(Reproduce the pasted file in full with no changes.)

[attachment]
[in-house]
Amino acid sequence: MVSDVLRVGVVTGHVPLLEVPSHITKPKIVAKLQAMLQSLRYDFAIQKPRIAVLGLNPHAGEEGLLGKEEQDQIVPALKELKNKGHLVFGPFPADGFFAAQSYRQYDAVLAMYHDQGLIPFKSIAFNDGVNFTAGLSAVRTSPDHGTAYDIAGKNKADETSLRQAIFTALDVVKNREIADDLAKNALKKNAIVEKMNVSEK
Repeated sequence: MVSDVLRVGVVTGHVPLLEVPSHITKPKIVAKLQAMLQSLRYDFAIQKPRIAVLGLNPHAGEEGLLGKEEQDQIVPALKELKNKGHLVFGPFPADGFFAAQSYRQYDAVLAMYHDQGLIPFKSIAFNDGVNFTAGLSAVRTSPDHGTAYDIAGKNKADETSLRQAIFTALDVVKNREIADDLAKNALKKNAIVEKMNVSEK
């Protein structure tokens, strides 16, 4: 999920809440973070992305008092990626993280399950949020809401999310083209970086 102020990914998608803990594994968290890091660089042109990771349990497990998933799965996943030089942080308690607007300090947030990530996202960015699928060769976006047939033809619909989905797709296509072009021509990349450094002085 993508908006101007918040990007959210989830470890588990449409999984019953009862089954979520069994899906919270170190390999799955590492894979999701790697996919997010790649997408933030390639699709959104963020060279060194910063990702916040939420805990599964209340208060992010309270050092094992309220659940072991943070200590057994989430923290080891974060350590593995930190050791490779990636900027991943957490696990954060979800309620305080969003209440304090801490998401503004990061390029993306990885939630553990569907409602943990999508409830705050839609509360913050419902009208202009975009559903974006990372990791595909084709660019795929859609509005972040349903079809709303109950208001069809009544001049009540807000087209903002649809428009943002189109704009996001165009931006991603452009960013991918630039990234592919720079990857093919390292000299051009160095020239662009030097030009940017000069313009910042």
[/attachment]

[in-house]
Amino acid sequence: MVSDVLRVGVVTGHVPLLEVPSHITKPKIVAKLQAMLQSLRYDFAIQKPRIAVLGLNPHAGEEGLLGKEEQDQIVPALKELKNKGHLVFGPFPADGFFAAQSYRQYDAVLAMYHDQGLIPFKSIAFNDGVNFTAGLSAVRTSPDHGTAYDIAGKNKADETSLRQAIFTALDVVKNREIADDLAKNALKKNAIVEKMNVSEK
Repeated sequence: MVSDVLRVGVVTGHVPLLEVPSHITKPKIVAKLQAMLQSLRYDFAIQKPRIAVLGLNPHAGEEGLLGKEEQDQIVPALKELKNKGHLVFGPFPADGFFAAQSYRQYDAVLAMYHDQGLIPFKSIAFNDGVNFTAGLSAVRTSPDHGTAYDIAGKNKADETSLRQAIFTALDVVKNREIADDLAKNALKKNAIVEKMNVSEK
């Protein structure tokens, strides 16, 4: 999920809440973070992305008092990626993280399950949020809401999310083209970086 102020990914998608803990594994968290890091660089042109990771349990497990998933799965996943030089942080308690607007300090947030990530996202960015699928060769976006047939033809619909989905797709296509072009021509990349450094002085 993508908006101007918040990007959210989830470890588990449409999984019953009862089954979520069994899906919270170190390999799955590492894979999701790697996919997010790649997408933030390639699709959104963020060279060194910063990702916040939420805990599964209340208060992010309270050092094992309220659940072991943070200590057994989430923290080891974060350590593995930190050791490779990636900027991943957490696990954060979800309620305080969003209440304090801490998401503004990061390029993306990885939630553990569907409602943990999508409830705050839609509360913050419902009208202009975009559903974006990372990791595909084709660019795929859609509005972040349903079809709303109950208001069809009544001049009540807000087209903002649809428009943002189109704009996001165009931006991603452009960013991918630039990234592919720079990857093919390292000299051009160095020239662009030097030009940017000069313009910042």